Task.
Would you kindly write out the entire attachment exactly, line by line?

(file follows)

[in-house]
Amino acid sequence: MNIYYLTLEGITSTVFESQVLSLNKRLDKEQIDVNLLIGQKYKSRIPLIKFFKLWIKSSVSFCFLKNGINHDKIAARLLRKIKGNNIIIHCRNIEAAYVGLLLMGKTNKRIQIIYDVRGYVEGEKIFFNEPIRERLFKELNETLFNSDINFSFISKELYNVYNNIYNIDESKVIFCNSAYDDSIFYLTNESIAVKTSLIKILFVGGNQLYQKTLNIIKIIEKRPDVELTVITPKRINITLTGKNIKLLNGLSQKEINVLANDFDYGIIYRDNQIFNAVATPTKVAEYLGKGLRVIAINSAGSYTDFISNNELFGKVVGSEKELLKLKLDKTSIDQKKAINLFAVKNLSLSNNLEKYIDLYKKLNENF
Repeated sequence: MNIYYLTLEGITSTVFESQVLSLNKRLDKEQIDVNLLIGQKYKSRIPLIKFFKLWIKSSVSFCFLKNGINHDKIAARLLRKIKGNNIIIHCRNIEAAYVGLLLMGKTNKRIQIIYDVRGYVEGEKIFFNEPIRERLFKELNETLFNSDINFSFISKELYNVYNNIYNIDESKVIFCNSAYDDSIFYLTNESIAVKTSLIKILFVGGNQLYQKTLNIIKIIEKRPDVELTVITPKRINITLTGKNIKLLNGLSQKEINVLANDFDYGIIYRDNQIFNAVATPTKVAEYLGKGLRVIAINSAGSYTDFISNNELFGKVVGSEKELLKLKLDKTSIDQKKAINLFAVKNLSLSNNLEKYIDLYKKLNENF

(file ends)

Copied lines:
[in-house]
Amino acid sequence: MNIYYLTLEGITSTVFESQVLSLNKRLDKEQIDVNLLIGQKYKSRIPLIKFFKLWIKSSVSFCFLKNGINHDKIAARLLRKIKGNNIIIHCRNIEAAYVGLLLMGKTNKRIQIIYDVRGYVEGEKIFFNEPIRERLFKELNETLFNSDINFSFISKELYNVYNNIYNIDESKVIFCNSAYDDSIFYLTNESIAVKTSLIKILFVGGNQLYQKTLNIIKIIEKRPDVELTVITPKRINITLTGKNIKLLNGLSQKEINVLANDFDYGIIYRDNQIFNAVATPTKVAEYLGKGLRVIAINSAGSYTDFISNNELFGKVVGSEKELLKLKLDKTSIDQKKAINLFAVKNLSLSNNLEKYIDLYKKLNENF
Repeated sequence: MNIYYLTLEGITSTVFESQVLSLNKRLDKEQIDVNLLIGQKYKSRIPLIKFFKLWIKSSVSFCFLKNGINHDKIAARLLRKIKGNNIIIHCRNIEAAYVGLLLMGKTNKRIQIIYDVRGYVEGEKIFFNEPIRERLFKELNETLFNSDINFSFISKELYNVYNNIYNIDESKVIFCNSAYDDSIFYLTNESIAVKTSLIKILFVGGNQLYQKTLNIIKIIEKRPDVELTVITPKRINITLTGKNIKLLNGLSQKEINVLANDFDYGIIYRDNQIFNAVATPTKVAEYLGKGLRVIAINSAGSYTDFISNNELFGKVVGSEKELLKLKLDKTSIDQKKAINLFAVKNLSLSNNLEKYIDLYKKLNENF